By Sean Palmerston
October 3, 2006 marked a milestone for Stoney Creek, Ontario resident Rick Donmoyer for something he thought had long been left behind. That Tuesday, the only album his early ’70s rock band made was officially released on compact disc for the first time and with that, a new generation was introduced to the heavy, proto-metal sounds of Warpig.
Warpig formed in Woodstock, Ontario in 1969 and remained residents there until the band’s 1973 breakup. The small town was an unlikely home for the quartet, one of the heaviest Canadian bands at the advent of the ’70s. Influenced by the ’60s British Invasion, the heavier sounds of psychedelia and the newer heavy sounds coming from up-and-coming artists such as Deep Purple, Led Zeppelin and Black Sabbath, this progressively minded band played wherever they could between 1969 and 1972, including regularly here in Hamilton. Their performances are still spoken of in hushed, revered terms by those lucky enough to experience them first hand.
The quartet released only one full-length, a self-titled album first out on Fonthill Records in 1971 and later re-released internationally on London/Polygram. The album spawned a minor radio hit with the song “Rock Star”, reaching the top 50 on RPM’s official Canadian radio charts, but the album had been out of print since the early ’70s. The only place it was gaining notoriety was in the hands of record collectors, who were paying big money for both legal and bootleg versions of the album. Over the past 20 years, the band entertained numerous label offers to re-release the album, but as founding member and guitarist Rick Donmoyer explains, none of them felt right. None until an offer from US indie metal powerhouse Relapse Records came through.
“For quite a few years I’d been approached by labels all over the planet,” says Donmoyer. “Each time I declined. Warpig was in my past. That was another life; I’d moved on. But people kept at it. I kept getting inquiries from all over the place. Then I discovered there were some bootlegs out there and there were people taking in money.”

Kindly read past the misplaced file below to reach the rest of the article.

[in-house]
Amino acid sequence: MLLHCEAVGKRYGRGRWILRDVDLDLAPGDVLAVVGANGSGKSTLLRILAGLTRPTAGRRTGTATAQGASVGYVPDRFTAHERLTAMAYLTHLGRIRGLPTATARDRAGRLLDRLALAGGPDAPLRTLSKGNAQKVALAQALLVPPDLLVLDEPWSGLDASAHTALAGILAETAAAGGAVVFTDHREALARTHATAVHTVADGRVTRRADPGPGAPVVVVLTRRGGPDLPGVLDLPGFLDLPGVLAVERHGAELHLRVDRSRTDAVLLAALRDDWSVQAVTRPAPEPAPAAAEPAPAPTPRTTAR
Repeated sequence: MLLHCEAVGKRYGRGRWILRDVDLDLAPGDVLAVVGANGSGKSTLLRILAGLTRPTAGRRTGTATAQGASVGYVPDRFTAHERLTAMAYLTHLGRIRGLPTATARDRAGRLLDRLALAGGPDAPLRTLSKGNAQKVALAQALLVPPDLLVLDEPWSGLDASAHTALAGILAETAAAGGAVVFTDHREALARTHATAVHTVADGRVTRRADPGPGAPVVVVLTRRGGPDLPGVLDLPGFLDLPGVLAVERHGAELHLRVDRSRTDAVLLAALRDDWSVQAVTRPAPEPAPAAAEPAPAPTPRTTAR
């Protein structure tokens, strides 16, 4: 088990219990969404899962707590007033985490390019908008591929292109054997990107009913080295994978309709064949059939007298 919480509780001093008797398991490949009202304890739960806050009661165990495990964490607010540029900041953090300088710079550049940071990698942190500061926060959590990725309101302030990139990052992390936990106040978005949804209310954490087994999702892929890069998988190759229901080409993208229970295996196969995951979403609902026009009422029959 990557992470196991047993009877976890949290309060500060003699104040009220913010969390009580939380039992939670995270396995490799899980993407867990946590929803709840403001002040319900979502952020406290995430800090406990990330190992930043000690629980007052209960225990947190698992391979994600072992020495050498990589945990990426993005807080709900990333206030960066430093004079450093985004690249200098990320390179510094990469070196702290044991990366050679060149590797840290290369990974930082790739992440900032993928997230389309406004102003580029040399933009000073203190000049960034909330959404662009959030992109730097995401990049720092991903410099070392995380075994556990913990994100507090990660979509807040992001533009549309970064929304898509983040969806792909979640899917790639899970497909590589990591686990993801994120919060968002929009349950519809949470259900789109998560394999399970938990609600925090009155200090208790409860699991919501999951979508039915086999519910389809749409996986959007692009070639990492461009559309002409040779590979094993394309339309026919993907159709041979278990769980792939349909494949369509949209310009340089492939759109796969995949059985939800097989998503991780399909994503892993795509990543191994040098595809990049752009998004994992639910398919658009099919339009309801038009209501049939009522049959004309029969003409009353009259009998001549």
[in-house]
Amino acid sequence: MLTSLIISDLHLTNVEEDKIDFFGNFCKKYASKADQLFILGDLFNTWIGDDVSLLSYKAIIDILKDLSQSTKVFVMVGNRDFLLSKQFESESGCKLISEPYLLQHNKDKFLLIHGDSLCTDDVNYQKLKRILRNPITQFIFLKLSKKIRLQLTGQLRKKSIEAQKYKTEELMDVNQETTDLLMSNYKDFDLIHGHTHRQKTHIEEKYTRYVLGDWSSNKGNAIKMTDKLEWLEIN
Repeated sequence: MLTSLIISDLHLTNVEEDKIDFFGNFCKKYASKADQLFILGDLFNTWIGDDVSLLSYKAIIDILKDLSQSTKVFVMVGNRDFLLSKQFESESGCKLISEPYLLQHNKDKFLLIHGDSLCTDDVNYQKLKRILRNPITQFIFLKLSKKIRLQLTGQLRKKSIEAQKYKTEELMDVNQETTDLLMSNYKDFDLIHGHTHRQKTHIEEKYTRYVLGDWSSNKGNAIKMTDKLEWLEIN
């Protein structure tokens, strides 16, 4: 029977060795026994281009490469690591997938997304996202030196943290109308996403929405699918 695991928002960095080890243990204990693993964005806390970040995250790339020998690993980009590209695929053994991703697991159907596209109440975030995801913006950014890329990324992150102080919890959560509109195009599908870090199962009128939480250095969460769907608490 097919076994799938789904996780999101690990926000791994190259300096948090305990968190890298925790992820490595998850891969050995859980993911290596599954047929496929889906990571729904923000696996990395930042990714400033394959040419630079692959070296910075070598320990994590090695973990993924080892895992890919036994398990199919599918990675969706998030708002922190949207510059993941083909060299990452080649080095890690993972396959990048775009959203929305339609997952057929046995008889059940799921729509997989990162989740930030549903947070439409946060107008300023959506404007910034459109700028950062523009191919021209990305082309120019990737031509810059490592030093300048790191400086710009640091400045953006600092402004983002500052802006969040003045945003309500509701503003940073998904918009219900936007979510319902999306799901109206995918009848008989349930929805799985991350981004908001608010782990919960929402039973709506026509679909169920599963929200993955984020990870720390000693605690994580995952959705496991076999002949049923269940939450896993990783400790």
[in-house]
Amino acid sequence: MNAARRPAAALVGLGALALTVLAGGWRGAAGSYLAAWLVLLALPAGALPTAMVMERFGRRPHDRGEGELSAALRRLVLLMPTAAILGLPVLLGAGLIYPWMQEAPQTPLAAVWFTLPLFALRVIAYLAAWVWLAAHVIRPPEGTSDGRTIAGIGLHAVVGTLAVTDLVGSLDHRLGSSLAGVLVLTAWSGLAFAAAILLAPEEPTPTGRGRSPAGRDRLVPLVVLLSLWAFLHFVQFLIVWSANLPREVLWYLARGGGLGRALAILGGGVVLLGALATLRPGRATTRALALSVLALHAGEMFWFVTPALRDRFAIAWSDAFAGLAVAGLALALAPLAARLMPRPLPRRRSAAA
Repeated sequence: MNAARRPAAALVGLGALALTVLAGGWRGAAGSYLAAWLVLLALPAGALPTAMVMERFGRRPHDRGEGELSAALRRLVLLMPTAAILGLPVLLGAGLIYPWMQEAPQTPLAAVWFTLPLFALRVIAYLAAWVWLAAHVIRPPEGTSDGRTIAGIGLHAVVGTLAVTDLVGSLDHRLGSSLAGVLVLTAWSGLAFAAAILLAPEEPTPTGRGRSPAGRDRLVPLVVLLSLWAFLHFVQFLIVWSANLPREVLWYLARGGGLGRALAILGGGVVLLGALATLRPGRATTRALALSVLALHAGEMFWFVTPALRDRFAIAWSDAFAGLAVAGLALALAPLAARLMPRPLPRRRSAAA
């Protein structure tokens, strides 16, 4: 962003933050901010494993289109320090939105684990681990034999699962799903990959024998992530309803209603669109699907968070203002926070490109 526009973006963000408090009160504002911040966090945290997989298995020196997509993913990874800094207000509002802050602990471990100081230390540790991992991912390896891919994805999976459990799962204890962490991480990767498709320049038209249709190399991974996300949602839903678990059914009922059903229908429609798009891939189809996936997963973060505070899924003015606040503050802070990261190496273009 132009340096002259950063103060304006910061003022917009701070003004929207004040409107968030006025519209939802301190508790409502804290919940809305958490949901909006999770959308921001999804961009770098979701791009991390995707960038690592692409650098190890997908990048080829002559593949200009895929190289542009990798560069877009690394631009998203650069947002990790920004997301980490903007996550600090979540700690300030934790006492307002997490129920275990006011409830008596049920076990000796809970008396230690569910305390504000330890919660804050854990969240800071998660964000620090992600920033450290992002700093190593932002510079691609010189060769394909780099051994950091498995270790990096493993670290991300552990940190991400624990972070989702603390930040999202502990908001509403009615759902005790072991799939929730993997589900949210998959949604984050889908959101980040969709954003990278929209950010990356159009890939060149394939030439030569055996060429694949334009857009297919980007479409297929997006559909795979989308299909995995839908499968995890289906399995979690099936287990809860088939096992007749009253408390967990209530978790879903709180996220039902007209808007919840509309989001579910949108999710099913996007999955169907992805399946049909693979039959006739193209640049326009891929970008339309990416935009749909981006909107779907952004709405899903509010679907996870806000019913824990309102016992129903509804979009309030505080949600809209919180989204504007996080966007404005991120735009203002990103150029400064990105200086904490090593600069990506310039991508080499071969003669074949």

Enter Relapse. While the label has made a name for itself releasing some of the most extreme grindcore and death metal bands on the planet, they have started to reissue a few select ’70s bands, starting with a two volume compendium of studio and demo recordings by US doom metal legends Pentagram. They felt the Warpig album a great follow up and secured it for reissue.
“The interest at Relapse was very strong, but I didn’t have the time to deal with the business of all of it so after conferring with (keyboard player) Dana Snitch, we decided to get a hold of Robert Thompson, who produced the original album. We found him in Port Dover and asked him if he’d have the time to put a deal together for us. In the end he came back to us and said that Relapse seemed like a good one to go with so we started to put it together.” The agreement was made for Relapse to release a remastered version of the original album, but the master tapes were lost. Because of this, they decided to go all out and get the job done properly.
“When we were looking for someone to remaster, we decided we wanted a really good job done on it. It’s very time consuming and you have to be picky as hell. If you don’t have expensive tools it’s almost impossible to do it well.”
“Through a series of referrals, I ended up on the phone with Peter Moore and he is a mastering specialist (also know for recording the Cowboy Junkies’ legendary Trinity Sessions). I called him one evening and started to talk to him and he said ‘look, Rick, I am really busy, I am in the middle of a session, what’s the name of band?’ and I said ‘Warpig’. Peter said ‘Stop right there’ and he named every song off the top of his head. So he was very interested in the project and took it on.”
Moore’s remastering job is top notch. The album is punchier and louder than the previous bootleg CD versions. It really shows how great a band Warpig was. Put together with a new package design that features new cover artwork and an extensive history of the band, the Warpig reissue is a monumental event. The reissue has brought the band back together.
Three of the four members of Warpig gathered last Saturday afternoon (November 11, 2006) for a jam at a Woodstock music store. Since keyboardist Dana Snitch couldn’t be there, they only performed covers, Deep Purple, ELP and Santana, among others, and connected with old friends from three decades ago. While there are no formally announced live shows arranged for the near future, the band is currently making plans to finish recording their second studio album that was started in 1973 but never completed. With luck these recordings should be finished and released in the next year or two, along with more unreleased archival recordings. (2013 NOTE: They still have not been released, but Donmoyer says they are still working on cleaning them up to revisit them)
Originally published in VIEW Magazine, Hamilton ON, on November 16, 2006.